Given it is an offence to mutilate dead marine mammals, the Department of Conservation is keen to follow the incident up and wants to hear from anyone who has information about it.
DOC Biodiversity Ranger, Olivia Keane says tampering with dead marine animals is an offence under the Marine Mammals Protection Act.
“We received a report that a washed-up dolphin was on the beach. Washed-up marine mammals are not uncommon, and we expect people to leave them alone.
“What we don’t expect is for people to mutilate this treasured species in a disrespectful way for commercial or personal gain. We are actively investigating this incident including reviewing surveillance footage of the area and would appreciate any information from the public.”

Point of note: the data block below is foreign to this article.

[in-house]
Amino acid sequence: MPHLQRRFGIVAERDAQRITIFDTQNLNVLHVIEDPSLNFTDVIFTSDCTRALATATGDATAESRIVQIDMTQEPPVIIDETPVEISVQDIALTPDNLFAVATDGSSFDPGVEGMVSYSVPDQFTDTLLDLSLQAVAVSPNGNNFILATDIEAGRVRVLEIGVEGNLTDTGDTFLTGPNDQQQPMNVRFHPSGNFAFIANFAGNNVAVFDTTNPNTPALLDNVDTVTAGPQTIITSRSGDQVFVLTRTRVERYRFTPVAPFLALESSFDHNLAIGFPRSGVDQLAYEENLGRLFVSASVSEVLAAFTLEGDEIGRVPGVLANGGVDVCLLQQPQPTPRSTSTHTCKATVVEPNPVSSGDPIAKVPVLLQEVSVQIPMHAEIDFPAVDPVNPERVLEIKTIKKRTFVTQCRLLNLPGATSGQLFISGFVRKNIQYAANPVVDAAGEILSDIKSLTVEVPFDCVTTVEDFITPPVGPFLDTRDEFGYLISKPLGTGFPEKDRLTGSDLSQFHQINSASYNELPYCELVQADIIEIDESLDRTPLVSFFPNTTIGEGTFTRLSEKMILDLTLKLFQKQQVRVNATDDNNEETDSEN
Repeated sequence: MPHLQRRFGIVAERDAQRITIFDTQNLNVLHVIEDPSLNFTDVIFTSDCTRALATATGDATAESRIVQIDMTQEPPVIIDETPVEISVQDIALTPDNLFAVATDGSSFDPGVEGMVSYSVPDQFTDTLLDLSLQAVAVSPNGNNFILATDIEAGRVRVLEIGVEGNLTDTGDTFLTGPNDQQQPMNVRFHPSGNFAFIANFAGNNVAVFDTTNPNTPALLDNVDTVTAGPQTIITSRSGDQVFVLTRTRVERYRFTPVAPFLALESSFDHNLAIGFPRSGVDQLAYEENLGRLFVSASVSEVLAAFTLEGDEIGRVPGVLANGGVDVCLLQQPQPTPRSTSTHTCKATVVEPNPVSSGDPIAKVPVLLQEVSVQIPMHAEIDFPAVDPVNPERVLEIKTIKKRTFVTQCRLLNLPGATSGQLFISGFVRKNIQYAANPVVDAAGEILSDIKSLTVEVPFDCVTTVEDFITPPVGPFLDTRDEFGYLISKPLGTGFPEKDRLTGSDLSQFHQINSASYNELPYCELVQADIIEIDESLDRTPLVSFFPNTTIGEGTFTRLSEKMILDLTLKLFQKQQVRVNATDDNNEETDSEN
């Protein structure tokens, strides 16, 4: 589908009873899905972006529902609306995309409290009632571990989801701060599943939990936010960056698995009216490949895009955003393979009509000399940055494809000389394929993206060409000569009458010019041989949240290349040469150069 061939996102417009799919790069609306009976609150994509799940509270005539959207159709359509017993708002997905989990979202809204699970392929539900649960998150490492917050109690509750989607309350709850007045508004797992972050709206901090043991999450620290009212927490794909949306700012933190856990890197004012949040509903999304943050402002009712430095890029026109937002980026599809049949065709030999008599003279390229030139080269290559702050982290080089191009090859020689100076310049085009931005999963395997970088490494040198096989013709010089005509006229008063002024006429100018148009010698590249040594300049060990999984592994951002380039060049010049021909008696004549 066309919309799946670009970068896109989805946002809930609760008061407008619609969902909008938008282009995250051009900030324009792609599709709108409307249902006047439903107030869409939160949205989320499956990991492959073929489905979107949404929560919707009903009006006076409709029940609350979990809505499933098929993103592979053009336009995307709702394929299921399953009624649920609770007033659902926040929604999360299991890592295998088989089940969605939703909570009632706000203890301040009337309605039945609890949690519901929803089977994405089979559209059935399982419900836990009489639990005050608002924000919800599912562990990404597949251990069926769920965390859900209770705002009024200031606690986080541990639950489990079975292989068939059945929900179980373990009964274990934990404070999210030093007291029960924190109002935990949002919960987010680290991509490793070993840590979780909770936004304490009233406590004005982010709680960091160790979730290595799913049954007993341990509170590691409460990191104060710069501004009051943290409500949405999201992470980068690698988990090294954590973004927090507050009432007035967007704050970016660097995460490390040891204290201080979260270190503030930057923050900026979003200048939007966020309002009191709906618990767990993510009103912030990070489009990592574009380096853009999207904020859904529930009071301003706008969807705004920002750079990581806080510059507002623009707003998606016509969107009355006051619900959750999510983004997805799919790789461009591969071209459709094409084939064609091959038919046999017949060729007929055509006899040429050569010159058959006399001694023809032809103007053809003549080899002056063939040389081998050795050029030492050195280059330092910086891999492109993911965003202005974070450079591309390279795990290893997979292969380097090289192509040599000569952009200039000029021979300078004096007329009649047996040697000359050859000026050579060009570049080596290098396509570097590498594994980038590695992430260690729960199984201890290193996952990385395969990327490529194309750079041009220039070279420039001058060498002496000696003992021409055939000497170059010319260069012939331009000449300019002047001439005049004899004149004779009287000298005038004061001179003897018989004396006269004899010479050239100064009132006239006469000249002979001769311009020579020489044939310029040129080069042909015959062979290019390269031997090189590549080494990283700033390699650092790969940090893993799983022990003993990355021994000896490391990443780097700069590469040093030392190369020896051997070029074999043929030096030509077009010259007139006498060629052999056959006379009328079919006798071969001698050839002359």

The dolphin is believed to be a striped dolphin Stenella coeruleoalba and is similar in size to a common dolphin and can grow to about 2.5m long. They are found throughout tropical and temperate seas worldwide and can be seen in large groups of up to thousands of animals. In New Zealand they are often seen in association with common dolphins and prefer offshore waters.
In New Zealand they are classified as Data Deficient as there is not enough information to assign them a threat classification status in our waters. The IUCN classifies them as Vulnerable.
Separating any part of the carcass of a marine mammal is an offence under the Marine Mammals Protection Act and anyone caught can face up to 2 years in prison, or a fine of up to $250,000.